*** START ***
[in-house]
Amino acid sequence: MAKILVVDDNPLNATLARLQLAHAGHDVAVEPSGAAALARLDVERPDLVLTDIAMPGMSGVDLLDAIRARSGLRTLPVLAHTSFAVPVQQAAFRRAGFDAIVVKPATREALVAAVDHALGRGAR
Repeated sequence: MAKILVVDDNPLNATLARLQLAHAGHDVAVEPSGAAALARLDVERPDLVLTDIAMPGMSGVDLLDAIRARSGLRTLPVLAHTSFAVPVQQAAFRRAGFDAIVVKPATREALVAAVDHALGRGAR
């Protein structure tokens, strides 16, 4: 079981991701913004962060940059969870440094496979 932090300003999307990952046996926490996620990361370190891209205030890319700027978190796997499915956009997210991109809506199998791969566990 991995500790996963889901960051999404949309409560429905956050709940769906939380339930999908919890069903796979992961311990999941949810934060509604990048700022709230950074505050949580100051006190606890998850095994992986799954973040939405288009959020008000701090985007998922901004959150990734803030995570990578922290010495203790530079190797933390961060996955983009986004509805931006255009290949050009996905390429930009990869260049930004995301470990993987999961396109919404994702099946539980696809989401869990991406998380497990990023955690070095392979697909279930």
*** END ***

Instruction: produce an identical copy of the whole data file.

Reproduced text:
[in-house]
Amino acid sequence: MAKILVVDDNPLNATLARLQLAHAGHDVAVEPSGAAALARLDVERPDLVLTDIAMPGMSGVDLLDAIRARSGLRTLPVLAHTSFAVPVQQAAFRRAGFDAIVVKPATREALVAAVDHALGRGAR
Repeated sequence: MAKILVVDDNPLNATLARLQLAHAGHDVAVEPSGAAALARLDVERPDLVLTDIAMPGMSGVDLLDAIRARSGLRTLPVLAHTSFAVPVQQAAFRRAGFDAIVVKPATREALVAAVDHALGRGAR
């Protein structure tokens, strides 16, 4: 079981991701913004962060940059969870440094496979 932090300003999307990952046996926490996620990361370190891209205030890319700027978190796997499915956009997210991109809506199998791969566990 991995500790996963889901960051999404949309409560429905956050709940769906939380339930999908919890069903796979992961311990999941949810934060509604990048700022709230950074505050949580100051006190606890998850095994992986799954973040939405288009959020008000701090985007998922901004959150990734803030995570990578922290010495203790530079190797933390961060996955983009986004509805931006255009290949050009996905390429930009990869260049930004995301470990993987999961396109919404994702099946539980696809989401869990991406998380497990990023955690070095392979697909279930």